Though it always didn’t appear Randy Wittman would be the long-term answer for the Wizards, the franchise is banking on it which is why he now has a three-year deal that was signed and will be made official.
Just a few weeks after Wittman led the Wizards to the playoffs for the first time in six years, their best regular-season record in nine years (44-38) and their deepest advancement in the playoffs in nine years (second round), the Wizards are expected to make official later Tuesday. An informal meeting with the media will be schedulec for Wednesday at Verizon Center. Wittman's deal is worth $9 million but the final year isn't fully guaranteed.
Wittman took over for Flip Saunders just 17 games into the 2011-12 season and never had a winning record as a coach. He is 91-122 in Washington and 191-329 overall, including stops with the Cleveland Cavaliers and Minnesota Timberwolves.
In fairness, Wittman didn’t have much to work with especially when he began with the Wizards. That first roster was dysfunctional with Jordan Crawford, Andray Blatche, JaVale McGee and Nick Young. Then in his first full season, 2012-13, he didn’t have John Wall or Nene because of injuries to start the season as they won 29 games ended with a starting five of Wall, Cartier Martin, Chris Singleton, Jan Vesely and Kevin Seraphin.
This past season, even after a stress injury briefly grounded Bradley Beal as he played for a long stretch on a minutes restriction as did Nene, Wittman guided the Wizards to a No. 5 seed and a first-round series victory vs. the Chicago Bulls. They pushed the Indiana Pacers to six games in the East semifinals.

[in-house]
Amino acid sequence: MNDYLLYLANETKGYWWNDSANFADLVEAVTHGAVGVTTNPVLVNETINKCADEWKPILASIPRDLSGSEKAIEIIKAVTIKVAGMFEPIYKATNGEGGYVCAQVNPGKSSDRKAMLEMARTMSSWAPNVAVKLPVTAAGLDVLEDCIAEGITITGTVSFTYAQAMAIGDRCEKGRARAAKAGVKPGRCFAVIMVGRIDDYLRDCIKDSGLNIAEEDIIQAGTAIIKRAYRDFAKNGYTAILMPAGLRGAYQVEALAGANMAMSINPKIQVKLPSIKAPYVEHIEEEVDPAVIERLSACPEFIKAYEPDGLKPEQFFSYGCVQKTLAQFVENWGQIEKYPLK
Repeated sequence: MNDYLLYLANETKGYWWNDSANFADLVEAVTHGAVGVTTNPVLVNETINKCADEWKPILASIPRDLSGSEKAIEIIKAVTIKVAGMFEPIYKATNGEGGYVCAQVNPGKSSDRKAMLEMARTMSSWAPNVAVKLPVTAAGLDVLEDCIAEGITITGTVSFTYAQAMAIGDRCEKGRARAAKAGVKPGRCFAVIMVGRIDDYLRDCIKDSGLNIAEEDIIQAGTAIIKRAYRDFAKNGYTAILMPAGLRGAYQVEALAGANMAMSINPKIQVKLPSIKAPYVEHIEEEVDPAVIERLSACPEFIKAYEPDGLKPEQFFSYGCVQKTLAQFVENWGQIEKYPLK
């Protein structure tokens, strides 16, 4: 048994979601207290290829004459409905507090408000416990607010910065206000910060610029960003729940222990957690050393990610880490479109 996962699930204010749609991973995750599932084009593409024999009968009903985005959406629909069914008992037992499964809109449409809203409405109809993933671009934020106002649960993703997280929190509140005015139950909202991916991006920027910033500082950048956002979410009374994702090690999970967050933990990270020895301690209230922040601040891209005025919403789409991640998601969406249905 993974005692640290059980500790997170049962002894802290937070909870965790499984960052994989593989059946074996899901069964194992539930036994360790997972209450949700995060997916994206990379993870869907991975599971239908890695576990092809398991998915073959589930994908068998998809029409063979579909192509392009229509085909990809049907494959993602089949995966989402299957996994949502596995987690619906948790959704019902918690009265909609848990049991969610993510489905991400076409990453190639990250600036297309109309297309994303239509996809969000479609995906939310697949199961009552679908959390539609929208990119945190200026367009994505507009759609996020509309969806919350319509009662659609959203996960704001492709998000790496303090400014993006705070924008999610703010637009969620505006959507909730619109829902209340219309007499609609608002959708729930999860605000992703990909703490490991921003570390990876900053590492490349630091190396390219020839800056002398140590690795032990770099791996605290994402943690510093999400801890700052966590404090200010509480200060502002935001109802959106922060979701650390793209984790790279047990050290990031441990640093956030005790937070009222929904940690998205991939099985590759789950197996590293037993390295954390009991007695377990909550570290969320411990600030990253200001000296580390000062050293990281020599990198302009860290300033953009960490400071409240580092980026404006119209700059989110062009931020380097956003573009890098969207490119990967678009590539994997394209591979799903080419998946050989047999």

Just as impressive was this: A year ago, the Wizards were a top 10 scoring defense –- the only non-playoff team among the lot –- and this past season tied with the Miami Heat and Toronto Raptors for the conference’s best road record at 22-19.
Wittman met and exceeded the expectations of owner Ted Leonsis, who said "no excuses" when he made his playoffs-or-else edict.
Some of Wittman's rotations were baffling, such as not playing Kevin Seraphin after he went for what then was a season-high 18 points vs. the Houston Rockets on Jan. 11, playing him just 1:23 combined in the next two games and keeping him on the bench in the next game after that.
But plenty of other tactics worked. He took his star, Wall, to task publicly for his lapses in leadership and decision-making and instead of rebelling the fourth-year point guard responded by playing better and becoming a first-time All-Star.
More importantly, key voices in the locker room -- Wall, Beal, Nene, Andre Miller, Martell Webster, Al Harrington, Trevor Ariza -- endorsed Wittman's return. In fact, Miller, who had just completed his 15th seasons, said under Wittman he had never been more prepared for games in his career.
"I was proud of the way he micro-managed a lot of the egos and the personalities on the team. That's the hardest thing to do as a coach is to cater to 15 different personalities. He did a good job of that," Webster said after the season ended a few weeks ago. "Him continuing to believe in this team, put guys in position where they can help contribute the most. ... At the end it ended up getting us where we needed -- and more."
One of Miller's previous coaches, George Karl, still is a free agent who has long been considered a possibility to replace Wittman so that was saying something.
This isn't a honeymoon period as the Wizards have 10 players who are either unrestricted free agents, restricted free agents or have team options in their contracts going into 2014-15. And just making the playoffs will no longer be enough to keep everyone in D.C., especially Leonsis, happy for long.